What is a charitable remainder trust?
Giving to charity is a wonderful legacy to leave behind. With your charitable donations, you can truly make a difference to a cause that you hold near and dear. There are many ways both during your lifetime and after your death that you can give to charity. Charitable giving often additionally have the advantage of minimizing your taxes. Our Irvine, California Trusts and Estate Planning attorneys at OC Wills and Trusts Attorneys discuss ways to incorporate charitable giving into your estate plan below.
Maximize Your Lifetime Charitable Donations
Those that intend to give to charity should start while they are alive. Any amount that you donate to charity is tax-deductible from your taxable income, at up to 50 percent of your adjusted gross income when you give to a qualified charity. You can maximize your tax savings by giving as much as possible to qualified charities annually, thereby reducing your current tax bill and ultimately allowing you to leave more to charity and your family upon your death.
Consider a Charitable Remainder Trust
A charitable remainder trust is a type of irrevocable trust, meaning that once created you cannot change your mind as to the trust’s creation. With this type of trust, you will transfer property to the trust which you wish to donate to a charity approved by the IRS. Approved charities will usually have tax-exempt status. Once the trust is funded, the charity will serve as trustee of the trust and will manage and invest the assets so that it produces income for you. The charity will pay you or your named beneficiary a portion of the income produced by the trust for a pre-determined number of years, or a lifetime. When you die, the remaining property will go to the charity.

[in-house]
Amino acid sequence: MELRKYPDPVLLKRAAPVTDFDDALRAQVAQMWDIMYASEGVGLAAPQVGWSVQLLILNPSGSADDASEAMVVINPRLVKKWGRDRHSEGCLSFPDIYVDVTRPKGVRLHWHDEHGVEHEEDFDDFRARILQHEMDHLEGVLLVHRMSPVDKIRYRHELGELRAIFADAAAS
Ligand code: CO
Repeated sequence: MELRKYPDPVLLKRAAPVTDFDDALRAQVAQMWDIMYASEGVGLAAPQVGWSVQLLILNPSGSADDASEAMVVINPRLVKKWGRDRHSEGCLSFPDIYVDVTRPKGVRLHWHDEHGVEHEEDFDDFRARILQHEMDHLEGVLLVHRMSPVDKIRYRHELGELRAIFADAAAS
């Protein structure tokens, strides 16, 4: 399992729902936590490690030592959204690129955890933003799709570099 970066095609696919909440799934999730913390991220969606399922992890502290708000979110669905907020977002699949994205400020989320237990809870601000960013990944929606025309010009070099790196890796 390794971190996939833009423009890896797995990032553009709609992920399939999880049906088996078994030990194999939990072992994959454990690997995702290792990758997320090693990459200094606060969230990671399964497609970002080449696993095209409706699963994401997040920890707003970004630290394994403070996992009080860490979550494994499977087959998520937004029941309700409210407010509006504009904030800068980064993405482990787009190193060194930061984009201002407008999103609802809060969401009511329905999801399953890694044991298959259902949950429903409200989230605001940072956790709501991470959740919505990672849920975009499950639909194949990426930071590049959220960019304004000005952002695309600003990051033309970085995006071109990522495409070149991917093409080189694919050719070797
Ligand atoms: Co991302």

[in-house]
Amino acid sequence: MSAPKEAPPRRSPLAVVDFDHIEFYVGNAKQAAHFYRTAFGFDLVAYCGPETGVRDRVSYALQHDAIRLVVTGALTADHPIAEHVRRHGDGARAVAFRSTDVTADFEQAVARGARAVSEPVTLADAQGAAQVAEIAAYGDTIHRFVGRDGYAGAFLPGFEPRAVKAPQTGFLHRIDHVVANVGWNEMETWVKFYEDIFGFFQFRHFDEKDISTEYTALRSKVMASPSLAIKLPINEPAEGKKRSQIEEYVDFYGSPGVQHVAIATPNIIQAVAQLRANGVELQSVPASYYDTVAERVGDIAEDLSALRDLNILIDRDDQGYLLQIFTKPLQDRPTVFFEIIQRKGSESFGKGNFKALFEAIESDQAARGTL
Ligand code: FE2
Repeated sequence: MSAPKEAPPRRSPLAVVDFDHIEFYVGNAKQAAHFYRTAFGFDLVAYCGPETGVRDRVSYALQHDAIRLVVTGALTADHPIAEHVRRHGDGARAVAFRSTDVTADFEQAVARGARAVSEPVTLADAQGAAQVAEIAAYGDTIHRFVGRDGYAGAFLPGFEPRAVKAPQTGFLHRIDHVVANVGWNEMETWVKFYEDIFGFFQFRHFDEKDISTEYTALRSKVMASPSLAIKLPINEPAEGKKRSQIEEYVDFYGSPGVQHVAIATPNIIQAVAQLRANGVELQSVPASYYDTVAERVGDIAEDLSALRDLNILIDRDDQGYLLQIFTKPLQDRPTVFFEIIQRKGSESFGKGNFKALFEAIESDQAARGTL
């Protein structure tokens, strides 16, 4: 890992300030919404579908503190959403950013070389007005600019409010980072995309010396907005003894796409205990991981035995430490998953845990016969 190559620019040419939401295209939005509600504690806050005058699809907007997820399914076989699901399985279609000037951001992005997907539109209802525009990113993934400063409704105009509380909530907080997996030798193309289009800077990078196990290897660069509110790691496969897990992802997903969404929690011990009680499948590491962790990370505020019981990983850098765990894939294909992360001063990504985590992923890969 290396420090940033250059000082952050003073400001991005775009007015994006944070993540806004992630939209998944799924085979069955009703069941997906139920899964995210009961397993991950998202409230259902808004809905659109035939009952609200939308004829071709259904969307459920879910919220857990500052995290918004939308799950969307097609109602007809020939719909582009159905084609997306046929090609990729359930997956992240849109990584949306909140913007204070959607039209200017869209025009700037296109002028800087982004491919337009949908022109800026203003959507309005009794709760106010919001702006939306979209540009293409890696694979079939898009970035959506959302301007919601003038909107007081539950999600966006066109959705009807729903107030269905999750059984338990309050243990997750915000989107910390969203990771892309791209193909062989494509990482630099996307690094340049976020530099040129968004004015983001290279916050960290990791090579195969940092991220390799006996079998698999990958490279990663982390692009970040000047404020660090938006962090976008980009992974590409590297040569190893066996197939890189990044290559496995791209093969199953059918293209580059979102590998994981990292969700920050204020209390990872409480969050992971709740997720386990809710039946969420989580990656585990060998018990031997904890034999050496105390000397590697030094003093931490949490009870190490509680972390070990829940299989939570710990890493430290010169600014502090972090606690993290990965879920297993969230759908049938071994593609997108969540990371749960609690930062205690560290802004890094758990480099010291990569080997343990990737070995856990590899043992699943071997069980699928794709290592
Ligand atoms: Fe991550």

A charitable remainder trust comes with several major tax advantages. You can deduct the value of your gift to the trust from your income tax over a five-year period. Further, you will not pay estate taxes on the property when you die because the property is deemed the property of the charity. Further, the charity is not subject to capital gains taxes. This means that should the charity sell assets within the trust to convert them to income producing assets, you and the charity will not be subject to potentially costly capital gains taxes.
Consult with an estate planning attorney to find out more about how you can use your estate plan to not only provide for your family, but also give back to the world. Charitable giving can become a significant part of your lasting legacy.